“The Way Nevada Will Pick the GOP Presidential Nominee Is a Mess; Dueling caucus and primary confuse voters”


In January, roughly half a million Republican voters in Nevada will receive presidential primary ballots in the mail. Former President Donald Trump’s name won’t be on them. 

The omission is part of a tussle that has ripped open the state’s Republican party and diminished the influence of Nevada in early presidential nominating contests. State GOP officials have opted to ignore the state-mandated primary and will instead host an in-person caucus in early February where Trump is expected to rack up enough delegates to win Nevada, a strategy that his opponents see as aiding the front-runner’s candidacy. 

The unorthodox nominating process has left Republican voters here frustrated and confused. The primary ballots they get in the mail will allow them to choose between former South Carolina Gov. Nikki Haley and two candidates who have dropped out of the race: former Vice President Mike Pence and Sen. Tim Scott (R., S.C.). Its outcome is moot since the primary winner won’t accrue any delegates. Florida Gov. Ron DeSantis and several others will instead compete against Trump in the caucus since he and other candidates are forbidden from running in both contests, though voters can participate in each format.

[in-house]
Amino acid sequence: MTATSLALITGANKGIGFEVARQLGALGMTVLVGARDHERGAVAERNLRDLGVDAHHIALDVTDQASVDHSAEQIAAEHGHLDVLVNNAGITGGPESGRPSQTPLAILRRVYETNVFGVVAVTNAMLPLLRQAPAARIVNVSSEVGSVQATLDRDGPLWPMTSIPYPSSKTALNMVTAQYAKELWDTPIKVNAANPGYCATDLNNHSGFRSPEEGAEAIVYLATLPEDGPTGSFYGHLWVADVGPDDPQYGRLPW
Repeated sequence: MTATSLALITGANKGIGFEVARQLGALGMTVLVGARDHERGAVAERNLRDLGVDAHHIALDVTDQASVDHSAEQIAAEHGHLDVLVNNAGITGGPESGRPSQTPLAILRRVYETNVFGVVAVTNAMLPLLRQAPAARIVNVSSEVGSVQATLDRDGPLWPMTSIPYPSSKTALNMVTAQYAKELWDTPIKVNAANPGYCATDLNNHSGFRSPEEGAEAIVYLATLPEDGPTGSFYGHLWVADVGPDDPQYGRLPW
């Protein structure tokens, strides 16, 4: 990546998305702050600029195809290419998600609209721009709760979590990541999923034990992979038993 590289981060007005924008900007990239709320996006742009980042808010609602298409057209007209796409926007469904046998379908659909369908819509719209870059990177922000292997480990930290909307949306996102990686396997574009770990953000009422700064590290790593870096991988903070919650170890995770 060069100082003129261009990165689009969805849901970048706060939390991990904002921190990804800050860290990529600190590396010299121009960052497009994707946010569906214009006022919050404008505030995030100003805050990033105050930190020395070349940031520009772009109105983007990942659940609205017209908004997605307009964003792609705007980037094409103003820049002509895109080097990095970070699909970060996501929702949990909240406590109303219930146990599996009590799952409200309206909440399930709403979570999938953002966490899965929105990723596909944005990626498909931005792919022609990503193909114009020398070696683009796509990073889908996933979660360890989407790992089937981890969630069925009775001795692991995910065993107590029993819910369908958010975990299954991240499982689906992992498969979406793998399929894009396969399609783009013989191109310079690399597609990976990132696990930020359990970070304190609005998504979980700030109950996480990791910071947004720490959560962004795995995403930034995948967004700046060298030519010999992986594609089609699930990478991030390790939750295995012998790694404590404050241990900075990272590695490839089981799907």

The result is the battleground state has squandered its chance to capitalize on its plum No. 3 spot on the nominating calendar. Unlike in Iowa, New Hampshire and South Carolina, where campaigns have large teams and candidates are constantly visiting, the top candidates besides Trump are largely ignoring Nevada and have shrunk their campaign footprints in the state.

“It just looked confusing in Nevada,” Haley, a former United Nations ambassador, said in an interview in Iowa when asked about the campaign’s decision to participate in Nevada’s primary despite not being able to earn delegates. She and DeSantis are vying to be the Trump alternative.

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